Artist:          Napalm Death

Song:           When All Is Said and Done

Album:        Smear Campaign

Producer:    Russ Russell

Label:          Century Media

Year:           2006

Notes:
People can believe (and even practice) both religion and science. The choice to shun either is conscious, as is the choice to shun those who adhere solely to one or the other. The divide isn’t real. We’re all here together and can either spend our time vexing one another or acting for one another’s benefit. But first we must make the effort to see beyond ourselves.

Excerpt from ‘Unreality’
It was an age-old maneuver: when addressing a group of angry halfwits, ask questions leading to some more-generalized inflammatory point than whatever brought you to their attention.

Lyrics:
Blindness feeds the world to madness
Faith’s crumbling, there’s no doubt about it
Religion and science fighting a new kind of war

Helpless – wander the streets in desperation
Fearless – to the path they tread
Shameless – the powers that butcher
Ignorant to the deeds that they commit

When all is said and done
Heaven lies in my heart
No slave to beliefs that propagate pain
When all is said and done
Heaven lies in our hearts
This life is a gift to be lived and loved

Fracturing the structure of nature
Iconic catalysts to slaughter
A stalemate bursting bound by contradictions

Heartless – divine blueprints of hatred
Selfless – Diseased masterplans
Shameless – the powers that butcher
Ignorant to the deeds that they commit

Decoded treachery shielding the tyranny
Black Bible tyrants behind masks of righteousness
Relentless – the onslaught of misunderstanding
Descending into a unified chaos

One more chance for a shot at redemption
Lost within, can we summon the might?

 —

‘Protest 100’s mission is two-fold: dispelling the myth that heavy metal is a brainless, socially unaware music genre, and raising awareness of the issues facing our country in the Nov. 3, 2020 election. The path won’t be exclusively metal—some punk and rap and other stuff will be in here too, including the classics—and is not a ranking. All songs are songs I’ve heard while putting this list together, ordered in a manner designed to entertain and educate.

Protest 100: Power Trip – ‘Power Trip’

Artist:          Power Trip

Song:           Power Trip

Album:        Manifest Decimation

Producer:     Arthur Rizk

Label:          Southern Lord

Year:           2013

Notes:
These are perilous times. Lines have been drawn. Even if you haven’t drawn them, others are more than willing to let you know which side you’re on, often fueled by fabricated information. Their lies, your life. Your mind, not mine.

Riley Gale, Aug. 27, 2018 (Revolver): “This band was born out of the frustration that I was dealing with going into college in a time where we were involved in two wars. I’m sitting there going, ‘I’m going to see some fucked-up shit. I’m going to see something that 9/11 will pale in comparison to.’ I don’t know if it’s World War III. I don’t know if it’s some kind of food epidemic. I have this sense of impending doom — not that the human race will be wiped out, but it’s going to completely shift the status quo. It’s gonna make me being in a band completely irrelevant. It may turn it into a fight for survival. Who knows?”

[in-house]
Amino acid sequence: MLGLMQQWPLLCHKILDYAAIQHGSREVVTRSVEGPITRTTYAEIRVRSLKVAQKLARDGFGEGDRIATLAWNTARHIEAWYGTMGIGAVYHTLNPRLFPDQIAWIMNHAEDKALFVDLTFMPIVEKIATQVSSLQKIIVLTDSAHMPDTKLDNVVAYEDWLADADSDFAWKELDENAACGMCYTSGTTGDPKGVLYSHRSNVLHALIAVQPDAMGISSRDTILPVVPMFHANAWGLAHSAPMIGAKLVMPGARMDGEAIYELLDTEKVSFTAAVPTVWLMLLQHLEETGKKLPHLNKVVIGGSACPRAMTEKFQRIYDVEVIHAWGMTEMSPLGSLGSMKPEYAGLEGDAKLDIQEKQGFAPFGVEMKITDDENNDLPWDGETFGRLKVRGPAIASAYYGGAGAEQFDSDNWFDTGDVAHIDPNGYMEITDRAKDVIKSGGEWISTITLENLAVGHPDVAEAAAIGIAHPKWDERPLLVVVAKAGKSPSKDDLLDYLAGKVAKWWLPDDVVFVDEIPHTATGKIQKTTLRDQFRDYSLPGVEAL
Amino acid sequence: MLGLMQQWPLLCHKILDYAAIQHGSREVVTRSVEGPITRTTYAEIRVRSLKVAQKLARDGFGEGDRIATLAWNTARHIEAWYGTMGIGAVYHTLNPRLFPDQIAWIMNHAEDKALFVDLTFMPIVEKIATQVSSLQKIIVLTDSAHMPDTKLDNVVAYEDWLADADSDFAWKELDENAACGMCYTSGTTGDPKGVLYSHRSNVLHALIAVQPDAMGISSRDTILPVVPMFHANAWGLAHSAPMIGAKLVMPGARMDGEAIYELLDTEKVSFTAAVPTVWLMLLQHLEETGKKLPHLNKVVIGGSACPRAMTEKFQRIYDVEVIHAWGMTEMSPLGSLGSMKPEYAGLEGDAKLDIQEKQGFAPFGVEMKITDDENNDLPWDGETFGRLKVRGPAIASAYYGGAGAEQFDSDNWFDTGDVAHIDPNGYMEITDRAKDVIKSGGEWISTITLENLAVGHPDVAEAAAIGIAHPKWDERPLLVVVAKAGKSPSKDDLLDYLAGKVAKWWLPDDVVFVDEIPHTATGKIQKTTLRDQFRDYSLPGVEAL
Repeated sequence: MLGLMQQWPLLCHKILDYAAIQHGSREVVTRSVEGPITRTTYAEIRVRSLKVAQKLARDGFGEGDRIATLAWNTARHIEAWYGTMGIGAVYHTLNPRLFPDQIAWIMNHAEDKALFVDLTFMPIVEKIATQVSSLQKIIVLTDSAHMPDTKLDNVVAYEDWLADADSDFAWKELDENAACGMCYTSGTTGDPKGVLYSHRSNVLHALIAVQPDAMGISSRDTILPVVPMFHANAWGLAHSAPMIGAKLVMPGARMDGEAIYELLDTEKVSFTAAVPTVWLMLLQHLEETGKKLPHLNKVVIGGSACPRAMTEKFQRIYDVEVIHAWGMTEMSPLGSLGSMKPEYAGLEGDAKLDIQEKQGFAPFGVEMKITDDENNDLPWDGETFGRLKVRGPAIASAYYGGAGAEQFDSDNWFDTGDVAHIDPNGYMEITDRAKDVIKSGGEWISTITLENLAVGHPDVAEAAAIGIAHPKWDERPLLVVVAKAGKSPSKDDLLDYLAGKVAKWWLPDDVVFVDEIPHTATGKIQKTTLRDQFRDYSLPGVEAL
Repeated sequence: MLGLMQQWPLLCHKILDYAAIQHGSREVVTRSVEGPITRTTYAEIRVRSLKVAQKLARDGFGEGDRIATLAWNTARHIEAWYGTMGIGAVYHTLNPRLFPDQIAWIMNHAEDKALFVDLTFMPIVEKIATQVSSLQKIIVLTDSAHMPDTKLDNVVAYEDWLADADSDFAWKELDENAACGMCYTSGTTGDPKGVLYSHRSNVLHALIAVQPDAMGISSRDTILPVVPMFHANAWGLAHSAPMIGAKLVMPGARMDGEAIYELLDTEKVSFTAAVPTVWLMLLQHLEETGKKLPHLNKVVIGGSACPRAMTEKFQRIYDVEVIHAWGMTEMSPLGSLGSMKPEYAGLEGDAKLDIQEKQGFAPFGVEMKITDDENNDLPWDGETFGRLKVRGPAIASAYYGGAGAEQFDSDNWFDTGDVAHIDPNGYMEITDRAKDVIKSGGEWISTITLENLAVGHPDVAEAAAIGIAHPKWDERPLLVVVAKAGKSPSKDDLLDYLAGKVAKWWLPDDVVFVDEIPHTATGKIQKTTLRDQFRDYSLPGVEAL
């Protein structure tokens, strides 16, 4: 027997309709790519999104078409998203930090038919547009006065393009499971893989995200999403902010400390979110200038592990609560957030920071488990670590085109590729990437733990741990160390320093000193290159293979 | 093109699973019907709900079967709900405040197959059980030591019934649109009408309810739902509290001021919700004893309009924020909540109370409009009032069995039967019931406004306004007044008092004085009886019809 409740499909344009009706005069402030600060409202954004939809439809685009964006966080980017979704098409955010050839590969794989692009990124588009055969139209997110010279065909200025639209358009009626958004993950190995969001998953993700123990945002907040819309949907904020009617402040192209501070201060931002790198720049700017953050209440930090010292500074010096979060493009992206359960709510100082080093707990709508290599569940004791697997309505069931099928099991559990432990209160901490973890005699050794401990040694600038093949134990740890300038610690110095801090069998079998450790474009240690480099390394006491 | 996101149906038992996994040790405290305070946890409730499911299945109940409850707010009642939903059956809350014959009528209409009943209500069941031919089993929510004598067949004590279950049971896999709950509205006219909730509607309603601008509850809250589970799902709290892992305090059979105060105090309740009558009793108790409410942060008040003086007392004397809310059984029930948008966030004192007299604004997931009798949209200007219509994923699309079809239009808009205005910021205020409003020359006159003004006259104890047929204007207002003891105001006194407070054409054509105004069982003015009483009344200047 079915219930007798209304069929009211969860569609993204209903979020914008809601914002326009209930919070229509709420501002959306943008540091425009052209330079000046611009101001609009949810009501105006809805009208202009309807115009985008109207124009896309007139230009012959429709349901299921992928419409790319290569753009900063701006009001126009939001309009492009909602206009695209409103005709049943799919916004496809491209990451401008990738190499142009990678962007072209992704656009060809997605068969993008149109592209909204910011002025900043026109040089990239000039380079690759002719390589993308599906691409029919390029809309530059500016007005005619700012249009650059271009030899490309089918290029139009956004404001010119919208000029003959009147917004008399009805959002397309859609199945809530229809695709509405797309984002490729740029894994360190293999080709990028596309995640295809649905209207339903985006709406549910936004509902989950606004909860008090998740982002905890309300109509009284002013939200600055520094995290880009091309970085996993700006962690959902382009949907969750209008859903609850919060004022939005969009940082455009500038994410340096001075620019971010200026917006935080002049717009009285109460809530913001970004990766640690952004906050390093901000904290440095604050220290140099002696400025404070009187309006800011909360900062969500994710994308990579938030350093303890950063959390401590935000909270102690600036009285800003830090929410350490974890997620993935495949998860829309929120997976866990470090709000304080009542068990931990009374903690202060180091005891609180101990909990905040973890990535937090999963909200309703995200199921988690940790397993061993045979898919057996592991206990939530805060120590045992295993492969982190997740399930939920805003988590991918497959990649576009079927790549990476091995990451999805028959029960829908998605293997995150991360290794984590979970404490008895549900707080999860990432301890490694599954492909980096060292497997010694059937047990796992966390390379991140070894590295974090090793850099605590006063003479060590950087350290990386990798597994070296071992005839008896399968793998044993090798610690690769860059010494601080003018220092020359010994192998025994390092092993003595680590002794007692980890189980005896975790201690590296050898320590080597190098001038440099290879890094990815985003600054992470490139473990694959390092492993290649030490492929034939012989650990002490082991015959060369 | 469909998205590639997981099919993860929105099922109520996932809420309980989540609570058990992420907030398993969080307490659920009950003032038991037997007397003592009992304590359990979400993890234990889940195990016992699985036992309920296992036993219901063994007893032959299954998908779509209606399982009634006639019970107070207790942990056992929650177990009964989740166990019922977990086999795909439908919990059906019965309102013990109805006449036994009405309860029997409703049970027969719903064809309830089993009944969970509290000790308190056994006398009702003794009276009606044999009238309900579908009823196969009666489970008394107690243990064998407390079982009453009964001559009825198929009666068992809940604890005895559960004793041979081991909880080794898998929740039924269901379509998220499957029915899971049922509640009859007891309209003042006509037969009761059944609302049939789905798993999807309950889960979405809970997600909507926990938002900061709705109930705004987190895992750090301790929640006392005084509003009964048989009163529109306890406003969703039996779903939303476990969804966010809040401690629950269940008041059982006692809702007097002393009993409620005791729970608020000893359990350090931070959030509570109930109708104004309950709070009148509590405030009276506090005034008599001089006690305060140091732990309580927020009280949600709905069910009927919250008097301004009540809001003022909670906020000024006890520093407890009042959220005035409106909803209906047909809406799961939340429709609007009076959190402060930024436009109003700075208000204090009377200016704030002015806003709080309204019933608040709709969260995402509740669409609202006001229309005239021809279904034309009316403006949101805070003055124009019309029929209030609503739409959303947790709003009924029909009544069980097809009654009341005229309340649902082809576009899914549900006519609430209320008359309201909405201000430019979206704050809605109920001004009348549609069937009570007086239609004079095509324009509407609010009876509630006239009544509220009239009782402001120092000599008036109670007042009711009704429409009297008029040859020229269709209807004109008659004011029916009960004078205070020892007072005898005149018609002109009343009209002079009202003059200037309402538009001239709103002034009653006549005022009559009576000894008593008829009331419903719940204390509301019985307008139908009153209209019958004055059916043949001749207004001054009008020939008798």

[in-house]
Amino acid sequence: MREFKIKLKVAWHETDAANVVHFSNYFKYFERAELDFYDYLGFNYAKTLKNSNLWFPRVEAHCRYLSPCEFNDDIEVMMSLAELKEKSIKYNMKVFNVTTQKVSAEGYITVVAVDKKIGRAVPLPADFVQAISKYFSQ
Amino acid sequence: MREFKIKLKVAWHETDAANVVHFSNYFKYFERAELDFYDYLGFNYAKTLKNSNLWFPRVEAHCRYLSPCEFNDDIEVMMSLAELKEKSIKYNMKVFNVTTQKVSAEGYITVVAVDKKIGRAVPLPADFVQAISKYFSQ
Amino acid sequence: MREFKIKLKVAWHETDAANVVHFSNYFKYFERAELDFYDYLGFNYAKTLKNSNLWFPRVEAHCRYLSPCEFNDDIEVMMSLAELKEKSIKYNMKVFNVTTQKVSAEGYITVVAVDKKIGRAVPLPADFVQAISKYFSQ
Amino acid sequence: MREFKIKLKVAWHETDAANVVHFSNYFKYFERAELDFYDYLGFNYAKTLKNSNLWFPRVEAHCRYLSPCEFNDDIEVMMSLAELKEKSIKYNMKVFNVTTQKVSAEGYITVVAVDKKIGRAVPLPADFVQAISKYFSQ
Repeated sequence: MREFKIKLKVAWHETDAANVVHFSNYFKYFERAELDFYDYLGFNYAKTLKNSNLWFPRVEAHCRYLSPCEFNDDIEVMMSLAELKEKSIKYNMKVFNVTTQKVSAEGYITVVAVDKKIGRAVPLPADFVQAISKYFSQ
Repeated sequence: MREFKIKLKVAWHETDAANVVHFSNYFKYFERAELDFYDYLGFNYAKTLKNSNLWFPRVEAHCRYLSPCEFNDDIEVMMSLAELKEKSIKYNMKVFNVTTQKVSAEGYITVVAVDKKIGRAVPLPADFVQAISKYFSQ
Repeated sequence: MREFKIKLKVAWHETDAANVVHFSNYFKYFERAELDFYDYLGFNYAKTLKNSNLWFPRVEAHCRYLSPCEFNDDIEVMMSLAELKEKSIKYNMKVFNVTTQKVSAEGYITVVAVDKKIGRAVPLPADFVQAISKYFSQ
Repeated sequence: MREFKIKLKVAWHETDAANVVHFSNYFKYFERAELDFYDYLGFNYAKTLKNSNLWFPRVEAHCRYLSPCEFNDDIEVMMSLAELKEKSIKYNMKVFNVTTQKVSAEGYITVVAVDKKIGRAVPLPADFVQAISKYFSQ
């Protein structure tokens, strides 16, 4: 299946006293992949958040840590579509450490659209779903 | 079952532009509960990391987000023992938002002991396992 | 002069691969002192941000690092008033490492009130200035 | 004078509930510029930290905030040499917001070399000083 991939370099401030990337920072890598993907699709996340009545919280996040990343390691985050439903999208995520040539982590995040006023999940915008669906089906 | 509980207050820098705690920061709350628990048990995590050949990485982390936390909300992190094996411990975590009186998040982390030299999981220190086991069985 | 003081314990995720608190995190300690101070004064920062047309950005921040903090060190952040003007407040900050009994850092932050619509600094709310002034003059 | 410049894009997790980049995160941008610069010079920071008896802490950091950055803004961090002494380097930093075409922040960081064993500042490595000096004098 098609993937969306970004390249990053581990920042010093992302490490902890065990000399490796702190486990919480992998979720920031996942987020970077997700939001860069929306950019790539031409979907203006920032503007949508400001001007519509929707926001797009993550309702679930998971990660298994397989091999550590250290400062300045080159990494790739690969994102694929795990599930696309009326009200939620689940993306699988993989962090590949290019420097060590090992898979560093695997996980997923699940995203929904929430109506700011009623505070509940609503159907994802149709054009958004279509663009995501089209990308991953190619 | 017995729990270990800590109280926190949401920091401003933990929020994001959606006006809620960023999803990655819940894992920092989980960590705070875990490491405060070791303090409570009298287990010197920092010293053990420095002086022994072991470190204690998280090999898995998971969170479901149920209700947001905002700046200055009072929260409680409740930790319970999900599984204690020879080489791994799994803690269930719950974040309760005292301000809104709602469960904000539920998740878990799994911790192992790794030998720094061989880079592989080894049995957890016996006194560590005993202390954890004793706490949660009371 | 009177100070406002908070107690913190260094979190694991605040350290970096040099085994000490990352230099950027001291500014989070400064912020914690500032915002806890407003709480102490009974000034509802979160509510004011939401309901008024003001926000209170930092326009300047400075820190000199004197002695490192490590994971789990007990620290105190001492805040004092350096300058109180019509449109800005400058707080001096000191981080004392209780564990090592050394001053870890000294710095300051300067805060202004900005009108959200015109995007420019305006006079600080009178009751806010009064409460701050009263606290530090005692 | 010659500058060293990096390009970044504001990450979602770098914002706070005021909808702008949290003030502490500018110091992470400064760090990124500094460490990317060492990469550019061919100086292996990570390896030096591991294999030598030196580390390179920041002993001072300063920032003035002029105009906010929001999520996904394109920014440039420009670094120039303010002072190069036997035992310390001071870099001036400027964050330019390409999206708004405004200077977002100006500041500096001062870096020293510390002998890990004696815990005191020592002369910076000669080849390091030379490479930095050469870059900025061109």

Excerpt from ‘Unreality’
The solution as Rusty saw it was for the networks to re-empower the people. A wrong had been committed, justice must be done.

Lyrics:
Buy into the bullshit with your head as the price
The system is broken what choice can you make?
Pick up a gun, or catch some fucking chains

We ride as one
We’re ruled by none
As long as I’m free I’ll live illegally
Smoke and mirrors until they catch me
We ride as one
We’re ruled by none
Their lies, your life
Your mind, not mine

Earth’s moral compass pointed south
Forever broken, the good cast out
Join or die; there is only two sides to take:
The rebel evil or the police state

We ride as one
We’re ruled by none
As long as I’m free I’ll live illegally
Smoke and mirrors until they catch me
We ride as one
We’re ruled by none
Their lies, your life
Your mind, not mine
Not mine

Perennial paranoia:
A paradox for every thought
But the endless chase is better than being left to rot
Pride and fear has brought us here
A catalyst to an endless abyss
Every toe-tag; a price tag
I pledge deviance from under the flag

Their lies, your life
Your mind, not mine

 —

‘Protest 100’s mission is two-fold: dispelling the myth that heavy metal is a brainless, socially unaware music genre, and raising awareness of the issues facing our country in the Nov. 3, 2020 election. The path won’t be exclusively metal—some punk and rap and other stuff will be in here too, including the classics—and is not a ranking. All songs are songs I’ve heard while putting this list together, ordered in a manner designed to entertain and educate.

Protest 100: Pro-Pain – ‘Contents Under Pressure’

Artist:          Pro-Pain

Song:           Contents Under Pressure

Album:        Contents Under Pressure

Producer:    Pro-Pain

Label:          Energy/Concrete

Year:           1996

Notes:
Formed from the remnants of Crumbsuckers, Pro-Pain made its intentions clear by titling their debut album ‘Foul Taste of Freedom.’ By the time ‘Contents Under Pressure’ was released four years later (with ‘The Truth Hurts’ in between), the needle hadn’t moved much. The central question posed by the title track remains relevant today given how en vogue it is to paint millennials as some sort of lazy, entitled, resource-draining plague on the country: Who made us this way? We didn’t create ourselves. And if we did, it’s even more on you olds.

Excerpt from ‘Unreality’ —
Doug rejoined the circle in the sand, placed his frisbee in his lap, and dumped the contents of his baggie into it.

Lyrics:
This court is in session
So stand erect
The case persecution
Of generation X

A taste of pollution
To make you choke
En masse execution
Behind the smoke

Discarded and thrown by the wayside
Endorse this punishable act
Blame us if we are what you made us